What you need to know about fertilizing your garden with phosphorus

Phosphorus energizes root growth and helps plants as they approach maturity and begin to flower. Here's what you need to know about the fertilizer, as well as some materials you can use to get the nutrient to your plants.

What you need to know about fertilizing your garden with phosphorus

What phosphorus does

Unlike nitrogen, phosphorus persists in the soil and moves very little.

  • When applied in liquid form, it remains in the top inch or so of soil; in dry fertilizers, it remains near the fertilizer particles.
  • For this reason, make sure you mix phosphorus into the soil so roots can benefit.

What a lack of phosphorus looks like

Plants suffering from lack of phosphorus sometimes develop a bluish cast.

  • Leaves may also turn a dark, dull green on top and bronze-purple on the undersides.
  • Stems remain thin and may turn purplish.

For a quick boost

Spray plants weekly as needed with fish emulsion; it has about five per cent phosphorus that is immediately available to plants.

Phosphorus and springtime

Phosphorus becomes less available to plants in acidic and cold, wet soils.

  • This is critical in spring, when young roots are trying to get established.
  • Watch for symptoms of deficiency and add phosphorus as needed. You can quickly sweeten acidic soil — and supply needed phosphorus — with a light sprinkling of wood ashes.


Bonemeal is a slow-released source of phosphorus, remaining in the soil for up to a year.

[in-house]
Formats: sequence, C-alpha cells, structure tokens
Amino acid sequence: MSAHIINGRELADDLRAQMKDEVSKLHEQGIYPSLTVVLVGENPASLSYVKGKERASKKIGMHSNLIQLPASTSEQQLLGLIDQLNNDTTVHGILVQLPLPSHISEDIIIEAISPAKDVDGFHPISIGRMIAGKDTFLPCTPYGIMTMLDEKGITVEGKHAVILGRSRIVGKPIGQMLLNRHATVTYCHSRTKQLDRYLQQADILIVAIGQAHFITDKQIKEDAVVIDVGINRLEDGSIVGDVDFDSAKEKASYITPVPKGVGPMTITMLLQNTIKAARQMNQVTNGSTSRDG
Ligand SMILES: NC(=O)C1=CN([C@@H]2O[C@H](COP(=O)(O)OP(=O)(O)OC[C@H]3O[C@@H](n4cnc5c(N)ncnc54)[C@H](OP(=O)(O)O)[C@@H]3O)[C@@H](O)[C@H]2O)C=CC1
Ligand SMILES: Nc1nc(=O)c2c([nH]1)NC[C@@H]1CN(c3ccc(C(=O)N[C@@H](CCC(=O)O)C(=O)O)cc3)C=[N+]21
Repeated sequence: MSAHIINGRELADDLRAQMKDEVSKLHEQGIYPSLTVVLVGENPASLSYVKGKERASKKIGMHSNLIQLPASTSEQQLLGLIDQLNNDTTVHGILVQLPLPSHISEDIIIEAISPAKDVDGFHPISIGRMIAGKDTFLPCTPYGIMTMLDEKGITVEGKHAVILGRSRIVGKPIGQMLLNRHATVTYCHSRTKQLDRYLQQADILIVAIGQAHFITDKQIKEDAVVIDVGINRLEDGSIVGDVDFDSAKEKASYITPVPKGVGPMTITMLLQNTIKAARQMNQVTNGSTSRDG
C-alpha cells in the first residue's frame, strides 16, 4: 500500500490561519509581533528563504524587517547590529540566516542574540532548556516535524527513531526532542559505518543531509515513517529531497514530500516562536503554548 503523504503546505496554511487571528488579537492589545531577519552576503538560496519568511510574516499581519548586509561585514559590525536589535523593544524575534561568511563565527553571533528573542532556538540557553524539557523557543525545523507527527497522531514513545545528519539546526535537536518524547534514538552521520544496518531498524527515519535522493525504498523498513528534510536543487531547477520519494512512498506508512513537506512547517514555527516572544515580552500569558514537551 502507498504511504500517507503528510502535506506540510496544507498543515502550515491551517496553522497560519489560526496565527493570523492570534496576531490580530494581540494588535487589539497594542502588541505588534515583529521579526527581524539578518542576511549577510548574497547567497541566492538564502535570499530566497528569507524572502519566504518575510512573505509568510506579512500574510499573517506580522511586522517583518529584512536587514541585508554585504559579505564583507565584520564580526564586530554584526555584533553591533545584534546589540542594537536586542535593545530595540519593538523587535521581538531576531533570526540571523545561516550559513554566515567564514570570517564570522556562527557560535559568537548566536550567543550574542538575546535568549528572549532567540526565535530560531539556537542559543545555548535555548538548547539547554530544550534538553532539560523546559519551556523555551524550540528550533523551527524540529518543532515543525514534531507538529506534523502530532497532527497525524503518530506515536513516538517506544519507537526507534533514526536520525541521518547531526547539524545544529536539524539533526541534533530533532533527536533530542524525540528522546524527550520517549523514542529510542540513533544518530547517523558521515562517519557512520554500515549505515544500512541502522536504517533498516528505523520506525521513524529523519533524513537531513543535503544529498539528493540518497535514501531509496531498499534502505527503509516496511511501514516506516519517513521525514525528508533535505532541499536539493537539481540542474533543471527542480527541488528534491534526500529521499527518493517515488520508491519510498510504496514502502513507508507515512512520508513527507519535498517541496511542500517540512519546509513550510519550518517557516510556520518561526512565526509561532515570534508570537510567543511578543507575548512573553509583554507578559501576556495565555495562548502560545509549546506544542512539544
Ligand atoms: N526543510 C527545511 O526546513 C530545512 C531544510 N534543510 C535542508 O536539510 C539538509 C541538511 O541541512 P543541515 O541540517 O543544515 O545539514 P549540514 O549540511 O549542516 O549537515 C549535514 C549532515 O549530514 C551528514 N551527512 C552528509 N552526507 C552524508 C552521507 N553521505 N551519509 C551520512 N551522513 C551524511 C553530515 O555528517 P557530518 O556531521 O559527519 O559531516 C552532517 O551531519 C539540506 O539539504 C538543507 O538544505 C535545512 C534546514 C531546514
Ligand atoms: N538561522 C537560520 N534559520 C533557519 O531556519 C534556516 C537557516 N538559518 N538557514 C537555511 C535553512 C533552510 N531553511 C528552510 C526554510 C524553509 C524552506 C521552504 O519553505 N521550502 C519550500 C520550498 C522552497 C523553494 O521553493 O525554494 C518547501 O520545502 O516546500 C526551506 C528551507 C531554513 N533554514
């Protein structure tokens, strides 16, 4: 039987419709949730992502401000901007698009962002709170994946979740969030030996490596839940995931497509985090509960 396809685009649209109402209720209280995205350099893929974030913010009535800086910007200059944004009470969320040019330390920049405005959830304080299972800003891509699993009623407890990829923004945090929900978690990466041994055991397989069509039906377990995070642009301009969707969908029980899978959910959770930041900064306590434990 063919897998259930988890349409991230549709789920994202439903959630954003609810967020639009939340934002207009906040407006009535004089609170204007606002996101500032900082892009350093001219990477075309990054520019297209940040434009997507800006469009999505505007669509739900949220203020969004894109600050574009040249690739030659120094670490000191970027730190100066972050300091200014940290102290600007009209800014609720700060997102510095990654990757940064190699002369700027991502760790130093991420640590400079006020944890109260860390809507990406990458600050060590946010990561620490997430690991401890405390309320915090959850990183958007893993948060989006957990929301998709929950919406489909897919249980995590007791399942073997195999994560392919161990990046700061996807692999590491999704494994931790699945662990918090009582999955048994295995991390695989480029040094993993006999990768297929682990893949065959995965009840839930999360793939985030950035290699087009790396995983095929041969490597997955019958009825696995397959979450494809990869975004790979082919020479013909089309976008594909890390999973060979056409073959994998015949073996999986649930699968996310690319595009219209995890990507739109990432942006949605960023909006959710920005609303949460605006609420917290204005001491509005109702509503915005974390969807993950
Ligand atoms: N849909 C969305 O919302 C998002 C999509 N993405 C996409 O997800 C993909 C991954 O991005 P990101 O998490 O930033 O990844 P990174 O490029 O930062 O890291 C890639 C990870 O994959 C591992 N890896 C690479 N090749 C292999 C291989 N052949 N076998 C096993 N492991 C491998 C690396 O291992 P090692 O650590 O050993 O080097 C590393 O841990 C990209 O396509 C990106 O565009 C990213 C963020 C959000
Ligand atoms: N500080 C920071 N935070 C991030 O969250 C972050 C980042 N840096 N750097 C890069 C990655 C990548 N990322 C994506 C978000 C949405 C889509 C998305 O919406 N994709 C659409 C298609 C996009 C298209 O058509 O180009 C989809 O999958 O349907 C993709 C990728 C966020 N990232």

• Buy steamed, crushed bonemeal that is finely ground so that soil microorganisms can break it down more readily.
  • Bulbs always appreciate a bit of bonemeal mixed into the soil beneath them, where their roots are sure to find it.

Rock phosphate

Rock phosphate is washed, crushed limestone and contains about 33 per cent phosphorus.

  • It releases the nutrient slowly and will work in acidic soil.
  • Collodial phosphate is the residue left from washing limestone and comes in small particles. It contains about 20 per cent phosphorus, some of which is available immediately; it works best in neutral soil.

If you go overboard and end up with excess phosphorus, work in extra nitrogen and potassium to balance it out.

Sources of phosphorus

Bird guano

  • Source: Dried seabird manure
  • Content: 8%
  • Application rate: 1.5 kg per 9 square metres


  • Source: By-product of meat processing
  • Content: 20%
  • Application rate: 1.5 to 2.5 kg per 9 square metres

Fish emulsion

  • Source: By-product of fish processing
  • Content: 5%
  • Application rate: 1 part to 20 parts water

Rock phosphate

  • Source: Washed, crushed limestone
  • Content: 33%
  • Application rate: 4.5 kg per 9 square metres
The material on this website is provided for entertainment, informational and educational purposes only and should never act as a substitute to the advice of an applicable professional. Use of this website is subject to our terms of use and privacy policy.
Close menu